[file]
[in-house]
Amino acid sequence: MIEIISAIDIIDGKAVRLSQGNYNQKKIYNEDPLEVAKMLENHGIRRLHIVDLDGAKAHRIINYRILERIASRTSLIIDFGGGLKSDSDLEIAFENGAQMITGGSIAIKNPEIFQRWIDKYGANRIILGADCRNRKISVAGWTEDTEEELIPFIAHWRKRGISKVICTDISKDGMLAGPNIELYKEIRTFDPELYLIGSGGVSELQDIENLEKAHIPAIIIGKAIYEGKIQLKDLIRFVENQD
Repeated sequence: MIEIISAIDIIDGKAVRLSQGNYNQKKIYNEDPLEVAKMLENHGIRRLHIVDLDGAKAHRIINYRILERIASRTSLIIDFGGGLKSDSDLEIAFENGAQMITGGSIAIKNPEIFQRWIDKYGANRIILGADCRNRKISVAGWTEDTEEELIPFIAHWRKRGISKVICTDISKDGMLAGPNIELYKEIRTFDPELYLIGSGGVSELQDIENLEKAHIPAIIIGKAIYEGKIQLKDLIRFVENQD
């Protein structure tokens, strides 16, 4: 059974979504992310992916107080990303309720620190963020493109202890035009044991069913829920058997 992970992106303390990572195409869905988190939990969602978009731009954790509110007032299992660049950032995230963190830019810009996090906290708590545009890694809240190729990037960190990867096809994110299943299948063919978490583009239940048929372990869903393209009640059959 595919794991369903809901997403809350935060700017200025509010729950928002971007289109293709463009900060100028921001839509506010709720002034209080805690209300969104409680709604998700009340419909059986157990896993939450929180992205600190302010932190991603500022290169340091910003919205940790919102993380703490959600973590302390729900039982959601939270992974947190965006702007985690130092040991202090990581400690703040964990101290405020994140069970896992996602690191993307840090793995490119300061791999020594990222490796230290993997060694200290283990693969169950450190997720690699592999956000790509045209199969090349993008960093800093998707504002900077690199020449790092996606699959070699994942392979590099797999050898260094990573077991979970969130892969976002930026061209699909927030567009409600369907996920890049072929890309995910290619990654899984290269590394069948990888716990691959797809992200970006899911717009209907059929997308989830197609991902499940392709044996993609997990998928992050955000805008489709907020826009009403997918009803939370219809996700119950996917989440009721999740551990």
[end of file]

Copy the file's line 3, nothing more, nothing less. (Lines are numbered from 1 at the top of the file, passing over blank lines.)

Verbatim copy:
Repeated sequence: MIEIISAIDIIDGKAVRLSQGNYNQKKIYNEDPLEVAKMLENHGIRRLHIVDLDGAKAHRIINYRILERIASRTSLIIDFGGGLKSDSDLEIAFENGAQMITGGSIAIKNPEIFQRWIDKYGANRIILGADCRNRKISVAGWTEDTEEELIPFIAHWRKRGISKVICTDISKDGMLAGPNIELYKEIRTFDPELYLIGSGGVSELQDIENLEKAHIPAIIIGKAIYEGKIQLKDLIRFVENQD